Lak­ers back at it in blink of an eye

Los Angeles Times - - Sports - Mike Bres­na­han

It’s strange how the months melt away so quickly, how a cham­pi­onship cel­e­bra­tion feels as though it hap­pened three days ago, not three months.

Even Kobe Bryant was dazed by the re­al­iza­tion it was that time again, the Lak­ers re­con­ven­ing Satur­day in El Se­gundo with hopes of turn­ing two con­sec­u­tive cham­pi­onships into that trade­marked Pat Ri­ley phrase.

In be­tween the rev­e­la­tions that An­drew Bynum would be out un­til late Novem­ber and Ron Artest was, in­deed, alive af­ter a sum­mer of cel­e­brat­ing, the Lak­ers looked into cam­eras, spoke into dig­i­tal voice recorders and pro­claimed the past was the past, no mat­ter how quickly 100 days had ex­pired.

“It’s kind of sur­real that we’re back here al­ready,” Bryant said. “It feels like just yes­ter­day we had the pa­rade.”

The Lak­ers be­gan train­ing camp with­out their 22year-old 7-footer, who said he wouldn’t be back for two more months, a timetable that con­tin­ued to shift for the worse in the eyes of Lak­ers fans, well be­yond the Oct. 26 opener against the Hous­ton Rock­ets at Sta­ples Cen­ter.

“I see more to­ward the

end of Novem­ber,” Bynum said. “The doc­tors are telling me this could be some­where around there.”

He said he would need four more weeks of re­ha­bil­i­tat­ing his knee be­fore he could even get on the court. He has been crit­i­cized by Lak­ers fol­low­ers and the me­dia for hav­ing the surgery so late, get­ting his knee drained af­ter the NBA Fi­nals so he could at­tend soc­cer’s World Cup in South Africa and take a Euro­pean vacation.

“Ob­vi­ously, [the crit­i­cism is] be­cause I could get the surgery the next day,” Bynum said. “But you kind of got to be ready to go into surgery. I don’t think that’s the thing you want to do com­ing off a long sea­son and com­ing off a cham­pi­onship. I kind of took my time with it, and I’m fine.”

The way the Lak­ers ex­plain it, Bynum’s per­sonal doc­tor, New York-based David Altchek, planned to cut away or shave a piece of torn car­ti­lage in Bynum’s right knee. But upon be­gin­ning the pro­ce­dure, he de­cided in­stead to sew up the tear, re­quir­ing a longer re­cov­ery pe­riod in re­turn for bet­ter long-term sta­bil­ity in the area.

If Bynum re­turns by Nov. 26, he will have missed 15 games, but the surgery news isn’t all bad for the Lak­ers.

Bryant, who turned 32 last month, said his right knee felt strong since an arthro­scopic pro­ce­dure in July to re­move loose bod­ies. The in­dex fin­ger on his right hand will, how­ever, be a lin­ger­ing is­sue as he en­ters his 15th NBA sea­son.

Bryant broke a bone in the top part of the fin­ger last De­cem­ber and was later both­ered by an arthritic joint in the lower part of the fin­ger. He pon­dered surgery but de­cided against it.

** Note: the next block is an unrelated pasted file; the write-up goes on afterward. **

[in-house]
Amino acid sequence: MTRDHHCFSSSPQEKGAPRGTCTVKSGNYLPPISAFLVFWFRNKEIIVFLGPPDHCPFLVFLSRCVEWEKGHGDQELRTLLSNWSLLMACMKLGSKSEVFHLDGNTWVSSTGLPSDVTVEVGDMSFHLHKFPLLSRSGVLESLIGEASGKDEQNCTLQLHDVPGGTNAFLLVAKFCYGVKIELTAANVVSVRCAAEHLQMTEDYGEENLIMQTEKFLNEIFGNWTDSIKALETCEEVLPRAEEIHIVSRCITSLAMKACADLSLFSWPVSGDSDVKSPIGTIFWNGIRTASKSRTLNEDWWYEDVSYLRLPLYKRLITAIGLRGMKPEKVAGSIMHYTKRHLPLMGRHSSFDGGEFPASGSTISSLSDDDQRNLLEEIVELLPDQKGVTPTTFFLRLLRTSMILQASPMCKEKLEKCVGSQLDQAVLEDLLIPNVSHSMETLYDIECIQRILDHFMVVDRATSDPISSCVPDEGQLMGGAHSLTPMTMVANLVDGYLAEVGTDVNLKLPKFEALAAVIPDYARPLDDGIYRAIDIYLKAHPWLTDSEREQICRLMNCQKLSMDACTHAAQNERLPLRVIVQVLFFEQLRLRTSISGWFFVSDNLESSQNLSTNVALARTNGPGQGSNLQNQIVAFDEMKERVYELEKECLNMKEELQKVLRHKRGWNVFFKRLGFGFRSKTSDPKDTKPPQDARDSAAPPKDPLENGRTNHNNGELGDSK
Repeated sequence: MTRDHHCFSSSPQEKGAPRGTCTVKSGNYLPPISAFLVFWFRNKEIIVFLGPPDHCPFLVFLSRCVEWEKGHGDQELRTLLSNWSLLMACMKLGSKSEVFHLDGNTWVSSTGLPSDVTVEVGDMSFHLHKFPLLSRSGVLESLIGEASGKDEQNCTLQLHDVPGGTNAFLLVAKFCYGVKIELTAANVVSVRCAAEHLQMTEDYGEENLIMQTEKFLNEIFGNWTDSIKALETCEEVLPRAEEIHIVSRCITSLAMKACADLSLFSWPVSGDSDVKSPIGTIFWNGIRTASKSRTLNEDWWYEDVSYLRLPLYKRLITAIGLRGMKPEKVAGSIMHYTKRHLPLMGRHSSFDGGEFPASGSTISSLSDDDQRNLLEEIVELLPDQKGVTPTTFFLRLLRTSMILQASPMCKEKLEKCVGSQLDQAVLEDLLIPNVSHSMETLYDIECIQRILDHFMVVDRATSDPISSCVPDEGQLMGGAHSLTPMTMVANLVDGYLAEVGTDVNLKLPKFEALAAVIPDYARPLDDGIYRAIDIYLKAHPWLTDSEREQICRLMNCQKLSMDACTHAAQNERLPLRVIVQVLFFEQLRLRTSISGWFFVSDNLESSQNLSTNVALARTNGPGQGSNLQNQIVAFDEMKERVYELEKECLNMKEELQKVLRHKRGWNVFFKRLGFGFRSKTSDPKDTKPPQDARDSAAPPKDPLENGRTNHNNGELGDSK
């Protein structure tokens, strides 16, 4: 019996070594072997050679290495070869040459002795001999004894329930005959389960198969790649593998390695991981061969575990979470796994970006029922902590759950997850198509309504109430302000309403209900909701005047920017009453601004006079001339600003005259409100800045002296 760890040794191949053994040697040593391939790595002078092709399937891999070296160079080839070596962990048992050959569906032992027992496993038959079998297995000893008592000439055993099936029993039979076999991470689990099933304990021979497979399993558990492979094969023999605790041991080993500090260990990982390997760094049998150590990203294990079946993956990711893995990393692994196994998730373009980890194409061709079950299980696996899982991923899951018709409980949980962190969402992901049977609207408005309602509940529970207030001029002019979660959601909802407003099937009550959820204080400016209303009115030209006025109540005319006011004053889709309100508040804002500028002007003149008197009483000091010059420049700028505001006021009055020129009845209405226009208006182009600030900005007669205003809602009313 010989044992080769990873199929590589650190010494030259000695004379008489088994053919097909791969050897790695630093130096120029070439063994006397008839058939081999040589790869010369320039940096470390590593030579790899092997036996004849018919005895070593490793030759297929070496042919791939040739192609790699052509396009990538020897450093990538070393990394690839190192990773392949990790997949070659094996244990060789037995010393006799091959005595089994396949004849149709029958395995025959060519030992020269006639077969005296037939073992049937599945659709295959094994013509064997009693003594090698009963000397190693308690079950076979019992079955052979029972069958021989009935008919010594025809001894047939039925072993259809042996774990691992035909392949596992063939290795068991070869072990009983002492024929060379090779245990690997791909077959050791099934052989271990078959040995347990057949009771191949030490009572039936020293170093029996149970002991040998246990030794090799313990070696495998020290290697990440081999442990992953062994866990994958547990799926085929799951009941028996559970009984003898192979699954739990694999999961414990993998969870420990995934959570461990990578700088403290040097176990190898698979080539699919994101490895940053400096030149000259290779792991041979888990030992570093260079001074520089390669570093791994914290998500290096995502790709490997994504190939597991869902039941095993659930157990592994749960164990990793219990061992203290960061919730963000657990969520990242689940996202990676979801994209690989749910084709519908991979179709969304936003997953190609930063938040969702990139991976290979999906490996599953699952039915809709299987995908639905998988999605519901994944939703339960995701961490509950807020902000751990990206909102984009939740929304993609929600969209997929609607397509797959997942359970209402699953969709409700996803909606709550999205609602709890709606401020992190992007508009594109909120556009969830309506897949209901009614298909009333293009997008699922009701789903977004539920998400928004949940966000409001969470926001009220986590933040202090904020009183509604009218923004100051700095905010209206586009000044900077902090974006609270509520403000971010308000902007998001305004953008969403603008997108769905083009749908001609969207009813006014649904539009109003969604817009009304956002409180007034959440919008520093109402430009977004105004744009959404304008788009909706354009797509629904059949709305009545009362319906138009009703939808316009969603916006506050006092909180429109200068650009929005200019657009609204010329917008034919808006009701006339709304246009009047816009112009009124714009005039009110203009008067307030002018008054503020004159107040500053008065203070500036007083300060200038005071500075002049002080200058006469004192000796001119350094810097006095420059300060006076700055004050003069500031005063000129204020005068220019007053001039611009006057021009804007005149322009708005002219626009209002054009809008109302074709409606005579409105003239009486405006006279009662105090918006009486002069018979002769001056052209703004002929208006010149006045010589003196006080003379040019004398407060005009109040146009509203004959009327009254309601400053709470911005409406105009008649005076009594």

“It just takes too long to re­cover with the kind of surgery I need to do to fix it,” Bryant said. “To miss so much of the sea­son for an in­jury I could play with doesn’t make any sense.”

The pain is still there when­ever he is smacked on the fin­ger, last­ing a minute or two, Bryant said, but “I can han­dle it.”

Bryant might lightly wrap the fin­ger dur­ing games and prac­tices, but the wrap will not be as ex­ten­sive as last sea­son’s as­sort­ment of con­trap­tions.

“My shot feels a lot bet­ter,” he said. “I can fol­low through with my fin­gers on the ball and get a bet­ter feel for it now than I did last year.”

Satur­day was the equiv­a­lent of back-to-school day, with vet­eran ac­qui­si­tions (Steve Blake, Matt Barnes, Theo Ratliff) min­gling with fresh-faced rook­ies (sec­on­dround picks Devin Ebanks and Der­rick Car­ac­ter) while the Lak­ers took turns do­ing in­ter­views and photo shoots be­fore their first prac­tice of the sea­son.

In­ter­est­ingly, there was no talk of 72 vic­to­ries, a trendy topic a year ago when the Lak­ers con­tem­plated the Chicago Bulls’ in­deli­ble 72-10 mark in 1995-96. There was, how­ever, dis­cus­sion of the new-look Mi­ami Heat, and Bryant sided with LeBron James’ de­ci­sion to join Dwyane Wade and Chris Bosh in South Beach.

“I’m just ex­cited for him be­cause he seems to be happy,” he said. “All that other [crit­i­cism] stuff I didn’t like, be­cause I thought ev­ery­body else was com­ing down a lit­tle hard on him.”

There was also Artest, whose post-Fi­nals ef­fer­ves­cence car­ried over into Satur­day, when he spoke of an off-sea­son con­sist­ing of dodge ball games, var­i­ous sing­ing per­for­mances and a jersey switch from No. 37 to No. 15, the num­ber he wore in col­lege and early in his NBA ca­reer.

Luke Wal­ton also was up­beat, hop­ing he over­came back is­sues that plagued him most of last sea­son, point­ing to yoga and Pi­lates ses­sions as ways he strength­ened his back this sum­mer.

“We’re pretty much go­ing into [the sea­son] as if noth­ing’s wrong and see how it re­acts,” he said. “I’ve been try­ing to put it in pretty ex­treme sit­u­a­tions and it’s been hold­ing up for me.”

All in all, Bryant’s point of view car­ried the day, as is of­ten the case.

“The prime fo­cus in­di­vid­u­ally has al­ways been just to for­get about what hap­pened the sea­son be­fore,” he said. “That’s what we did last year and that’s what we’re go­ing to do this year.”

Barnes talks

Barnes spoke pub­licly for the first time since he was ar­rested this month on sus­pi­cion of do­mes­tic abuse in an in­ci­dent in­volv­ing his fi­ancee in Sacra­mento.

“It won’t af­fect my play at all, or with missing any kind of games,” he said. “My [court] date has been set on the 18th of next month. We’ll find out what’s go­ing on then. But we’ve been co­op­er­at­ing and ev­ery­thing should be fine.”

GOLDEN:

Robert Gauthier

Cen­ter An­drew Bynum is re­flected in the NBA cham­pi­onship tro­phy at the Lak­ers’ prac­tice fa­cil­ity.

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